Predicting Wildfires and Measuring their Impacts: Case Studies in British Columbia




Xu, Zhen

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As the most destructive forest disturbance in British Columbia, wildfire becomes more worrisome for increasing uncertainty due to climate change. The current study investigates the potential to predict wildfire occurrence using climate indexes and quantify its marginal prices for property values at the municipal level, so as to provide a quantitative indicator for decision making in regard to influences of wildfire occurrence in the near future. First, significant correlations between monthly temperature and precipitation and large fire occurrence with distinctions in terms of distances to municipalities are proved by statistical analysis. Monthly wildfire occurrence are then statistically estimated with the four-month lags of the El Niño index and predicted using count models with regional differences. At last, the hedonic pricing model shows distance based positive impact of fire frequency and negative impact of fire size in neighbouring areas on property values.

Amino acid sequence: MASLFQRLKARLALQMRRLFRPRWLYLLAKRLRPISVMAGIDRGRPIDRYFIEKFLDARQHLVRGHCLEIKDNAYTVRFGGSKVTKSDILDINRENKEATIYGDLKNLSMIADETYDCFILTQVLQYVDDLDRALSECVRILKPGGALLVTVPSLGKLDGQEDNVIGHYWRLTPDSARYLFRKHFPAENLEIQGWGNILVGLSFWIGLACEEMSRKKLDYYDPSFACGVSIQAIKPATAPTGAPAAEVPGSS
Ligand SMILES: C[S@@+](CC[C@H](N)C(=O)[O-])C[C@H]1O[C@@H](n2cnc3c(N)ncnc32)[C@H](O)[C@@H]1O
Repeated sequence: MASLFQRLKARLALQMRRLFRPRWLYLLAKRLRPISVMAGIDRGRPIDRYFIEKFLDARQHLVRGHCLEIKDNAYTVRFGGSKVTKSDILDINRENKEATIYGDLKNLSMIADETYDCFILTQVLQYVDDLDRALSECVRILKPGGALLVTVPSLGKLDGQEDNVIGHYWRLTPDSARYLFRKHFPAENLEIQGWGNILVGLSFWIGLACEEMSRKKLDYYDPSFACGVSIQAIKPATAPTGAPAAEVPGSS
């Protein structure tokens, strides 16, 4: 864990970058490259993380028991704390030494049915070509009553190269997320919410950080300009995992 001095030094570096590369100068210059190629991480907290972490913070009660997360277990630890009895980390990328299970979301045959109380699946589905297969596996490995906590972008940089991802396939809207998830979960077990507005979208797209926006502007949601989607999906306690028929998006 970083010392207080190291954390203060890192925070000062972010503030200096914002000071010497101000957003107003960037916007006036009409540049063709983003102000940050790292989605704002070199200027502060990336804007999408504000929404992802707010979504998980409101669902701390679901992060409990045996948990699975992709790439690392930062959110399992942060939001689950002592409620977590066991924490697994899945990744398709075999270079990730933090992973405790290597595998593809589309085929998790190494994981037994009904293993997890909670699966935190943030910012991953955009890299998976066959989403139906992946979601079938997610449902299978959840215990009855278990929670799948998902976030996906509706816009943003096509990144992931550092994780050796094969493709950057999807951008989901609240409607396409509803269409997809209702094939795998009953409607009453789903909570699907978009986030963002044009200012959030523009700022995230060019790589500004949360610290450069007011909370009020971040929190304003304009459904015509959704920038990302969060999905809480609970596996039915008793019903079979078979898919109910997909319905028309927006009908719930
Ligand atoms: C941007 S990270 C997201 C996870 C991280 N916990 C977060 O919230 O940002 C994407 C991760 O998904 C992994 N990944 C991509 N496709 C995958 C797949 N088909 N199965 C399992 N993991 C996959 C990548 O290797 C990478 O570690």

Wildfire Occurrence, Geographical Information System Model, Climate Index, British Columbia Interior, Property Value